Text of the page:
Wednesday, October 8, 2014

Julia style string literal interpolation in R

I feel like a sculptor who has been using the same metal tools for the last four years and happened to have looked at my comrades and found them sporting new, sleek electric tools. Suddenly all of the hard work put into maintaining and adapting my metal tools ends up looking like duck tape and bubble gum patches.

I hate to say it but I feel that I have become somewhat infatuated with Julia. And infatuation is the right word. I have not yet committed the time to fully immerse myself in the language, yet everything I know about it makes me want to learn more. The language is well known for its mind-blowingly speed accomplished through just-in-time compiling. It also has many features which enhance the efficiency and readability of its code (see previous post, note the documentation has greatly improved since posting).

However, though I very much want to, I cannot entirely switch my coding needs from R into Julia. This is primarily due to my ongoing usage of packages such as RStudio's "Shiny" and the University of Cambridge's server side software for building adaptive tests, "Concerto". And so with regret I will resign my Julia coding to probably a minor portion of my programming needs.

That does not mean however that I can't make some small changes to make R work more like Julia. To this end I have programmed a small function p which will replace string literals identified as "Hello #(name), how are you?" with their values being evaluated. If there are nested parenthesizes then it is necessary to close the literal with ")#", for example "c=#(b^(1+a))#".

# Julia like text concaction function.
p <- function(..., sep="", esc="#") { 
  # Change escape characters by specifying esc.
  # Break the input values into different strings cut at '#('
x <- paste(..., sep=sep)
x <- unlist(strsplit(x, paste0(esc,"("), fixed = TRUE))

# The first element is never evaluated.
out <- x[1]
# Check if x has been split.
if (length(x)>1) for (i in 2:length(x)) {
y <- unlist(strsplit(x[i], paste0(")",esc), fixed = TRUE))
if (x[i]==y[1])
y <- unlist(regmatches(x[i], regexpr(")", x[i]),
invert = TRUE))
out <- paste0(out, eval(parse(text=y[1])), y[-1])
}
out
}

name="Bob"
height=72
weight=230

# Let's see it in action
p(sep=" ", "Hello #(name).",
"My record indicates you are #(height) inches tall and weigh #(weight) pounds.",
"Your body mass index is #(round(703*weight/height^2,1))#")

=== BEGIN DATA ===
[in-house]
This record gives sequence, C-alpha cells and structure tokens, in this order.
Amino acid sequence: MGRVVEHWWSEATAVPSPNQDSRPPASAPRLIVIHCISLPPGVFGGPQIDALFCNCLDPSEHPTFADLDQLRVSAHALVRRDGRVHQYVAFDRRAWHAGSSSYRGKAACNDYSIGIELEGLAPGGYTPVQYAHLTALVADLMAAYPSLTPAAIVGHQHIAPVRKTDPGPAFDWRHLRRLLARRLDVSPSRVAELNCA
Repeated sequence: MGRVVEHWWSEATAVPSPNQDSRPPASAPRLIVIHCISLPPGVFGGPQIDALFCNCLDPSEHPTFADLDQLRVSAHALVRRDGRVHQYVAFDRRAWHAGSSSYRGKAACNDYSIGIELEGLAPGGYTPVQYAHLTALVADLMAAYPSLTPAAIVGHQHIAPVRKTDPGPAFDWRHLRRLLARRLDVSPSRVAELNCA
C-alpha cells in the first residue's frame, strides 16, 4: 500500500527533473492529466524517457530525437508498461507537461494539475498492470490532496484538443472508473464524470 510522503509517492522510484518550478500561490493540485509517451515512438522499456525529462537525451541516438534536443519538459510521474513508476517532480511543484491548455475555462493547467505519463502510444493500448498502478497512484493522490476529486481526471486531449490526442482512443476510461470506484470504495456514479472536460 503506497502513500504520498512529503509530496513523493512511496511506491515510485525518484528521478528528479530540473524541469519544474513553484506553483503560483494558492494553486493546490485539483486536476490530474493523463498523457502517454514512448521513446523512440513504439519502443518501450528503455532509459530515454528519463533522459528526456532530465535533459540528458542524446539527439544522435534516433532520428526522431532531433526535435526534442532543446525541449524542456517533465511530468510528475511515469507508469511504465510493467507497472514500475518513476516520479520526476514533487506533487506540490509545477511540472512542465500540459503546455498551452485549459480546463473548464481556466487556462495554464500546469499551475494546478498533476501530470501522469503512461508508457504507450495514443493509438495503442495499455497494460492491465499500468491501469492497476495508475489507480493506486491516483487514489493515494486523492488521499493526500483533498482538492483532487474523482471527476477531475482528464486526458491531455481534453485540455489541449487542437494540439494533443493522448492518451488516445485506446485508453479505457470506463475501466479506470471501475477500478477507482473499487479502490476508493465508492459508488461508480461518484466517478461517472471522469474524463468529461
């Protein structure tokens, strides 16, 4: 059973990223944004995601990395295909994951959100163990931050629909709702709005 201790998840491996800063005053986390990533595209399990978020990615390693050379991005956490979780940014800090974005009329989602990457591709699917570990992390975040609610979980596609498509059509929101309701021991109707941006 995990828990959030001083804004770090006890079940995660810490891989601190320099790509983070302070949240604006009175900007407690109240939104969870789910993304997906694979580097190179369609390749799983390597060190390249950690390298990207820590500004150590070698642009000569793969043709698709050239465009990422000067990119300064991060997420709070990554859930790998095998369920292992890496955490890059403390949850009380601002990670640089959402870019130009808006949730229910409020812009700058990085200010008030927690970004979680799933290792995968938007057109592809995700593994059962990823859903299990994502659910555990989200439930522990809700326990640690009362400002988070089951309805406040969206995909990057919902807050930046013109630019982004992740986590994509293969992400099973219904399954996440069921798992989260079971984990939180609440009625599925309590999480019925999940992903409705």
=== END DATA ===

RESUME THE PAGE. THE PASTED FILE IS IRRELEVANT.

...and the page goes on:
# [1] "Hello Bob. My record indicates you are 72 inches tall and weigh 230 pounds.
# Your body mass index is 31.2"

# The other nice thing about the p function is that it can be used to concat
# strings as a shortcut for paste0.
p("QRS","TUV")
# [1] "QRSTUV"
Created by Pretty R at inside-R.org

Thank you SO community for your help.

1. Thanks very much for this. I haven't used Julia but I'm used to string interpolation in Scala and have missed it in R. Nice touch to make the escape character a parameter.

2. Note that gsubfn in the gsubfn package can do string interpolation, e.g. gsubfn(x = "Your height is $height, weight is$weight, your BMI is round(703*weight/height^2,1)") produces "Your height is 72, weight is 230, your BMI is 31.2" .

1. Thank you! This is great. I don't think my command above is working very well.

3. OR, instead of reinventing the wheel you can use the sprintf() function in base R.

>message(sprintf("Hello %s. My record indicates you are %s inches tall and weigh %s pounds.\nYour body mass index is %s.", name, height, weight, round(703*weight/height^2,1)))

The message() function is what recognizes the new line character (\n), otherwise if you don't need new lines sprintf() will get you all the way there.
Every time I think R doesn't have something, my coworker, who's a straight up old school Rsmith, takes me to school with base R (this happens a lot with new fangled R packages I try and stay hip with).

4. OR, instead of reinventing the wheel you can use the sprintf() function in base R.

>message(sprintf("Hello %s. My record indicates you are %s inches tall and weigh %s pounds.\nYour body mass index is %s.", name, height, weight, round(703*weight/height^2,1)))

The message() function is what recognizes the new line character (\n), otherwise if you don't need new lines sprintf() will get you all the way there.
Every time I think R doesn't have something, my coworker, who's a straight up old school Rsmith, takes me to school with base R (this happens a lot with new fangled R packages I try and stay hip with).